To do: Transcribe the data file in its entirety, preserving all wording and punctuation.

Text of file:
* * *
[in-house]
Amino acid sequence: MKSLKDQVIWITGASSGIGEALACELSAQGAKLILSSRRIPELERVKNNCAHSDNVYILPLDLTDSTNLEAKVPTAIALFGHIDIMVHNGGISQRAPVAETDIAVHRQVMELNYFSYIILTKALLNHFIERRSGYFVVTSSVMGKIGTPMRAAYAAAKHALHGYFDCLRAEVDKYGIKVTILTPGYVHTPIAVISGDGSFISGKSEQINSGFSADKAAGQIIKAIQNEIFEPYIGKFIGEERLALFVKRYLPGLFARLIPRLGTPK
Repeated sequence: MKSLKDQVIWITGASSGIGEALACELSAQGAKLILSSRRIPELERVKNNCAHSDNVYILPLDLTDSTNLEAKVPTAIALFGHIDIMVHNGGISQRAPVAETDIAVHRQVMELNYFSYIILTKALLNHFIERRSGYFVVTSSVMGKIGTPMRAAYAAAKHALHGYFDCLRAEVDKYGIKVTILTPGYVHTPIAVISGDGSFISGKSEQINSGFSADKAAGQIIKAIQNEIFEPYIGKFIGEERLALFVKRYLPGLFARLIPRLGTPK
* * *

[in-house]
Amino acid sequence: MKSLKDQVIWITGASSGIGEALACELSAQGAKLILSSRRIPELERVKNNCAHSDNVYILPLDLTDSTNLEAKVPTAIALFGHIDIMVHNGGISQRAPVAETDIAVHRQVMELNYFSYIILTKALLNHFIERRSGYFVVTSSVMGKIGTPMRAAYAAAKHALHGYFDCLRAEVDKYGIKVTILTPGYVHTPIAVISGDGSFISGKSEQINSGFSADKAAGQIIKAIQNEIFEPYIGKFIGEERLALFVKRYLPGLFARLIPRLGTPK
Repeated sequence: MKSLKDQVIWITGASSGIGEALACELSAQGAKLILSSRRIPELERVKNNCAHSDNVYILPLDLTDSTNLEAKVPTAIALFGHIDIMVHNGGISQRAPVAETDIAVHRQVMELNYFSYIILTKALLNHFIERRSGYFVVTSSVMGKIGTPMRAAYAAAKHALHGYFDCLRAEVDKYGIKVTILTPGYVHTPIAVISGDGSFISGKSEQINSGFSADKAAGQIIKAIQNEIFEPYIGKFIGEERLALFVKRYLPGLFARLIPRLGTPK